Last Friday I went with the Reverend Cordell Parsons to visit long time friend Frank Volkaert in Stratford. Frank's brother Isidore grew tobacco for my dad, Bowes. That brought Frank into the picture. We both primed tobacco for Isidore from time to time.
I had travelled to Stratford many times, taking university courses there for a number of years, and going to the theatres. Cordell designated me as guide. We travelled the Culloden Road to Ingersoll, jogged north and east to the Embro Road. The landscape in north Oxford and Perth is what I picture as Scotland with rolling hills and rushing streams.
Cordell is familiar with the route to the hospital where Frank is living until a bed in a nursing home is found for him. My route ended at the Central Collegiate behind the courthouse.
On Saturday I had another adventure that brought dozens of memories out of the mists. Long time friend Norman Bates was told he was going to a musical event at the Legion in Port Burwell. If he suspected this was a ruse, he soon knew he was right. The hall was filled with friends and family to celebrate his 85th birthday. I'll leave you to imagine the feast provided by the Sunshine Restaurant and the flaring of 85 candles set in a slab of wood. The blowing out of those flames gave me a bit of concern. Would Norm hyperventilate and fall into the fire? His beard would make a spectacular scene if he did.
No, he paced himself well, and we devoured the cake with gusto.
You may know Norm was, like his father Charlie, a fisherman. I've enjoyed many a dayfishing with him, not in the Janie B, in a small craft powered by an outboard motor. When the waves threatened to poop us and fill our little craft to the gunnels, Norm would say, "Cut her back." He learned that from his dad. You adjust the speed to ride on the waves instead of driving the prow into them. That's called broaching. Without that teaching likely I wouldn't be here at the laptop riding waves of memory. I'd feeding perch in Long Point Bay.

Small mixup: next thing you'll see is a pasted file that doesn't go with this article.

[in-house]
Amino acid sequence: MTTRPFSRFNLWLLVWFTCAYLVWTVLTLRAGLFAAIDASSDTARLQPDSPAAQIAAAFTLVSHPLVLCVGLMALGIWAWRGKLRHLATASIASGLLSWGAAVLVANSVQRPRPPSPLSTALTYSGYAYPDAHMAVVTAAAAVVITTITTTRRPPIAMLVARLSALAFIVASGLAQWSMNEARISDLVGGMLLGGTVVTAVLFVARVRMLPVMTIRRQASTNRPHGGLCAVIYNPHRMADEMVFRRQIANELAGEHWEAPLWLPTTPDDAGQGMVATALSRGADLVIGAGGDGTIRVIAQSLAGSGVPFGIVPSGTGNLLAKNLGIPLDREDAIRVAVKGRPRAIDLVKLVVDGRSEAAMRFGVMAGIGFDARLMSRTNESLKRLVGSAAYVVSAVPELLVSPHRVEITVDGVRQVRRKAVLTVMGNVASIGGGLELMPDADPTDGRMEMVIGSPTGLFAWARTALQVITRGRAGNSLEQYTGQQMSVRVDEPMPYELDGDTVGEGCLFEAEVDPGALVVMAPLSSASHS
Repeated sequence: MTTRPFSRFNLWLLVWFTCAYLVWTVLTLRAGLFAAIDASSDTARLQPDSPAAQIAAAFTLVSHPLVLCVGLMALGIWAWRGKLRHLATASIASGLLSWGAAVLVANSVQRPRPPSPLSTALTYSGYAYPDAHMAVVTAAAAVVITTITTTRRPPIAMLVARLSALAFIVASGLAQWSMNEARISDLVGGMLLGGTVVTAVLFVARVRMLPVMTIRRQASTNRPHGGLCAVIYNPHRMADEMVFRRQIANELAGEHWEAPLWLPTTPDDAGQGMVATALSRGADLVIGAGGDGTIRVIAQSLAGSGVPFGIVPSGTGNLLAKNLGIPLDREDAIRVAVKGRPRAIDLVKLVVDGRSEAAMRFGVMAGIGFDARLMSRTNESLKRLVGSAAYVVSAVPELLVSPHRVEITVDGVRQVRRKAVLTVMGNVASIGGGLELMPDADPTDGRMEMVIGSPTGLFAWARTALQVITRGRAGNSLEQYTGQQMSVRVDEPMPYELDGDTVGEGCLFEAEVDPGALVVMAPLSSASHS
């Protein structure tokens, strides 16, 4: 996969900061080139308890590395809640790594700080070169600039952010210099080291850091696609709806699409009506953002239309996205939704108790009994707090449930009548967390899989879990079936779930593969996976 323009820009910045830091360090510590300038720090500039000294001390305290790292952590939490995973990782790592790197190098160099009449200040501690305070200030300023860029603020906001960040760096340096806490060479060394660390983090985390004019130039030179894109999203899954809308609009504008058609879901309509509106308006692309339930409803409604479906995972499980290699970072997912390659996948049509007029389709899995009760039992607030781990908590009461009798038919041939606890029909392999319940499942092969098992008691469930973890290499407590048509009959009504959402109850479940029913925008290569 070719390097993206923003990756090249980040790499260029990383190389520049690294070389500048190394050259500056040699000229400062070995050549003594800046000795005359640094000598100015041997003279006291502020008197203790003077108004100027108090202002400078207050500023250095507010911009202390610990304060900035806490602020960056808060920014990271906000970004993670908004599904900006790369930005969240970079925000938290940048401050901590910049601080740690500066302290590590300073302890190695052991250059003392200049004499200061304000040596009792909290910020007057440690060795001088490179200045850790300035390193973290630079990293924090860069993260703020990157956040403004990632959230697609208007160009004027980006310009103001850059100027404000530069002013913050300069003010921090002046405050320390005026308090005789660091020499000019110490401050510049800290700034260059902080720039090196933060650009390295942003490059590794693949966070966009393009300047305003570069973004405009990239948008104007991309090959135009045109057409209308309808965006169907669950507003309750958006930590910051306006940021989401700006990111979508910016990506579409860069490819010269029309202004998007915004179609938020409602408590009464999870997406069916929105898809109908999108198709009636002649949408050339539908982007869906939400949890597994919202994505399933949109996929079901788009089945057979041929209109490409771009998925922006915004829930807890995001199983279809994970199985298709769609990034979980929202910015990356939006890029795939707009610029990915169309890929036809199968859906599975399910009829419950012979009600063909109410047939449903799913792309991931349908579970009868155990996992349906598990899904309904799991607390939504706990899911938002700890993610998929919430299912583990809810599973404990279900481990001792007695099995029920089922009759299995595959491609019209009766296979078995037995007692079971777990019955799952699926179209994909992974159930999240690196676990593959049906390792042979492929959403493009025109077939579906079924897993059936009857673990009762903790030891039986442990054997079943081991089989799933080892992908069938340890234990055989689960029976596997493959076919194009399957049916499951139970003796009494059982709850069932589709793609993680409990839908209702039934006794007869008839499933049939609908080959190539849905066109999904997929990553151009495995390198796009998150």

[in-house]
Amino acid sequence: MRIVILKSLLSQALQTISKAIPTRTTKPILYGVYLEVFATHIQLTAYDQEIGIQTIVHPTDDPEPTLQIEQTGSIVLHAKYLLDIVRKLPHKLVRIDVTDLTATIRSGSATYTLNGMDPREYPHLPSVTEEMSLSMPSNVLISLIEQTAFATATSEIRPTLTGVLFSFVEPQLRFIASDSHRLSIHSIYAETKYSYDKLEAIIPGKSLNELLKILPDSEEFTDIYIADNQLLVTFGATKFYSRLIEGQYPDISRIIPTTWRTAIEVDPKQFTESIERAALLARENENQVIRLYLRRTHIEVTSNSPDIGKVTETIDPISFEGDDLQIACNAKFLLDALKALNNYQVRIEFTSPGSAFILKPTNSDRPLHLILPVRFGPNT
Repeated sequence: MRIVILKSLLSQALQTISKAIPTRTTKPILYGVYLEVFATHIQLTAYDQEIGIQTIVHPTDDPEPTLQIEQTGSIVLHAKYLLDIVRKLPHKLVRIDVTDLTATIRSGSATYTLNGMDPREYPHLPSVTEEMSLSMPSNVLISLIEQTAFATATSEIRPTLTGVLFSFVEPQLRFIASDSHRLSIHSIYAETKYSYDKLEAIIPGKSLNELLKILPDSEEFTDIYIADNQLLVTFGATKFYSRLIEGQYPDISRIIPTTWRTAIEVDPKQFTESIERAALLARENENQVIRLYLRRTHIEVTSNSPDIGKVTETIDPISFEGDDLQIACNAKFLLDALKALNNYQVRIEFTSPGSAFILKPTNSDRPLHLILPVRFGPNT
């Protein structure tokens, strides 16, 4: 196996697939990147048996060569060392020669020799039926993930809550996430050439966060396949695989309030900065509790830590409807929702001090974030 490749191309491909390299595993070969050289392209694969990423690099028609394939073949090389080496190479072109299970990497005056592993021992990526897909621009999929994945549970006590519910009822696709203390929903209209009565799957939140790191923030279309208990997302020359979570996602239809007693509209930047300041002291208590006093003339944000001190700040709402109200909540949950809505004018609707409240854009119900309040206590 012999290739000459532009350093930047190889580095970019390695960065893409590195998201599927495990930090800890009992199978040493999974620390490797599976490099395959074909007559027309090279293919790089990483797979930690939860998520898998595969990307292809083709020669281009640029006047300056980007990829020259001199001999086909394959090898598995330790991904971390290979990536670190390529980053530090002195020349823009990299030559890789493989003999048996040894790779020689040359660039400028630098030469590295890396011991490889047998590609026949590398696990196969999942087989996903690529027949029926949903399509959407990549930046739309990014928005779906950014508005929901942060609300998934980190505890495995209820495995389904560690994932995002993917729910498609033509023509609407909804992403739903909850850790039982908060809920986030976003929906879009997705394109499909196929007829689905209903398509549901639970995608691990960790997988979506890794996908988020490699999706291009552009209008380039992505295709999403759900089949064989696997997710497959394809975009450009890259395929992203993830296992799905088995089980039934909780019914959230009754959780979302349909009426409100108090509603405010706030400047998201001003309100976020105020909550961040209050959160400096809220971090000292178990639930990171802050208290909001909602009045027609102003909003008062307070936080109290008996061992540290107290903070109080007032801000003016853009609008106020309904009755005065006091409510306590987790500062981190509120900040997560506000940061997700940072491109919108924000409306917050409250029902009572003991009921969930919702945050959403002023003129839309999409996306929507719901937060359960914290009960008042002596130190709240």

A couple in the crowd introduced themselves to me while we waited for Norm and Liz to arrive. The husband said his father was first cousin to Norm's Dad. As I wound my head around that, I heard him mention his grandmother was a school teacher.
"Did she have red hair?" I asked.
"She may have, she had two red headed sons."
When I was a new teacher in Straffordville, once a month on a Friday afternoon we'd meet in one or another of the Bayham schools to swap ideas for teaching. We had a little grey book with all the topics we were to "inculcate by instruction and example" in our pupils. The trick was to dress the precepts in new terms, sort of like a woman choosing a new hat to hold attention.
I believe on this particular Friday we visited S.S. No. 1 on the Lake road west of Port Burwell. The teacher who welcomed us was a spirited lady with flaming curls. Her name was Mrs. Bates.
From this distance I have no idea what tips we gathered. I do remember the enthusiasm as we made notes to take back to our classrooms.
How the educational scene has changed since that day. The little grey book is replaced by libraries of precepts that leave students to scan computers for the facts while their heads are left spinning over prevention of bullying, acceptance of values currently competing for first place, sadly often with bombs and knives.
Attitudes are important, but it's nice if people know how to sign their names in long hand.